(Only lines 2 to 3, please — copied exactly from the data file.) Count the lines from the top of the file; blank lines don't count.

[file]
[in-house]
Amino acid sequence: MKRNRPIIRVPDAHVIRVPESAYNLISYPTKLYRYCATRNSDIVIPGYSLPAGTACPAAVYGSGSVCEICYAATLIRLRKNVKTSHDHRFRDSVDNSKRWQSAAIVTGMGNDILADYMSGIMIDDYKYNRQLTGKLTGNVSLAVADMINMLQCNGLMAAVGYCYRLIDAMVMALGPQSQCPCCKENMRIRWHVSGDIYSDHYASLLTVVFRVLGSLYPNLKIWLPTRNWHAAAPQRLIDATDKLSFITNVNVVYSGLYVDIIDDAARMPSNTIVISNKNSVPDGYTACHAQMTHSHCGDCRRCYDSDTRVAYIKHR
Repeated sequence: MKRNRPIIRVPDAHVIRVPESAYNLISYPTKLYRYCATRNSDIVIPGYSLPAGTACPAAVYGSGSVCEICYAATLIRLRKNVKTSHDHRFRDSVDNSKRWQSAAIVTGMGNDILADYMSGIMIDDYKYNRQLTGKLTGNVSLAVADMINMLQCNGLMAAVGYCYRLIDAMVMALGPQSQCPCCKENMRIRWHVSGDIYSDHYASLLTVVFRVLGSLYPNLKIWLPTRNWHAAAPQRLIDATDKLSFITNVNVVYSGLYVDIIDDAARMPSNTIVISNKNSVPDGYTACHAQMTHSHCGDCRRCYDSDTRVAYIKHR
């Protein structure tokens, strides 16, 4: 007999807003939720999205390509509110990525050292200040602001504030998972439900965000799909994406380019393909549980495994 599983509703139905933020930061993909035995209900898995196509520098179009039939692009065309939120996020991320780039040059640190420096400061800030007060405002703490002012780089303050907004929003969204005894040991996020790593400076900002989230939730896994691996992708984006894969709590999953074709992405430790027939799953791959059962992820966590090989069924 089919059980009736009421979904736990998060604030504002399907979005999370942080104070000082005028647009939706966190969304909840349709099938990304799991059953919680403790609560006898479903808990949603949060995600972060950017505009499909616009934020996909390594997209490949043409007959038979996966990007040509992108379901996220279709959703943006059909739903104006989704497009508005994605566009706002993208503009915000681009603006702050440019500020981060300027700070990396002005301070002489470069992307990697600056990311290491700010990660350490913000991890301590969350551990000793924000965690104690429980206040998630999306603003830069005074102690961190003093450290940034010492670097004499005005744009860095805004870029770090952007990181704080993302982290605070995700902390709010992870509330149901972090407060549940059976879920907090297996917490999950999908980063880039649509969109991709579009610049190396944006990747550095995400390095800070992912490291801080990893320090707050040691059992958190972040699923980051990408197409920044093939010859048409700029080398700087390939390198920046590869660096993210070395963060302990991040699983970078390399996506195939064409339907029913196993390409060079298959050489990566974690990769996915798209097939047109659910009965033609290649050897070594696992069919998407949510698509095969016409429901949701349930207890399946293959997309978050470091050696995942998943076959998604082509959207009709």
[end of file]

Amino acid sequence: MKRNRPIIRVPDAHVIRVPESAYNLISYPTKLYRYCATRNSDIVIPGYSLPAGTACPAAVYGSGSVCEICYAATLIRLRKNVKTSHDHRFRDSVDNSKRWQSAAIVTGMGNDILADYMSGIMIDDYKYNRQLTGKLTGNVSLAVADMINMLQCNGLMAAVGYCYRLIDAMVMALGPQSQCPCCKENMRIRWHVSGDIYSDHYASLLTVVFRVLGSLYPNLKIWLPTRNWHAAAPQRLIDATDKLSFITNVNVVYSGLYVDIIDDAARMPSNTIVISNKNSVPDGYTACHAQMTHSHCGDCRRCYDSDTRVAYIKHR
Repeated sequence: MKRNRPIIRVPDAHVIRVPESAYNLISYPTKLYRYCATRNSDIVIPGYSLPAGTACPAAVYGSGSVCEICYAATLIRLRKNVKTSHDHRFRDSVDNSKRWQSAAIVTGMGNDILADYMSGIMIDDYKYNRQLTGKLTGNVSLAVADMINMLQCNGLMAAVGYCYRLIDAMVMALGPQSQCPCCKENMRIRWHVSGDIYSDHYASLLTVVFRVLGSLYPNLKIWLPTRNWHAAAPQRLIDATDKLSFITNVNVVYSGLYVDIIDDAARMPSNTIVISNKNSVPDGYTACHAQMTHSHCGDCRRCYDSDTRVAYIKHR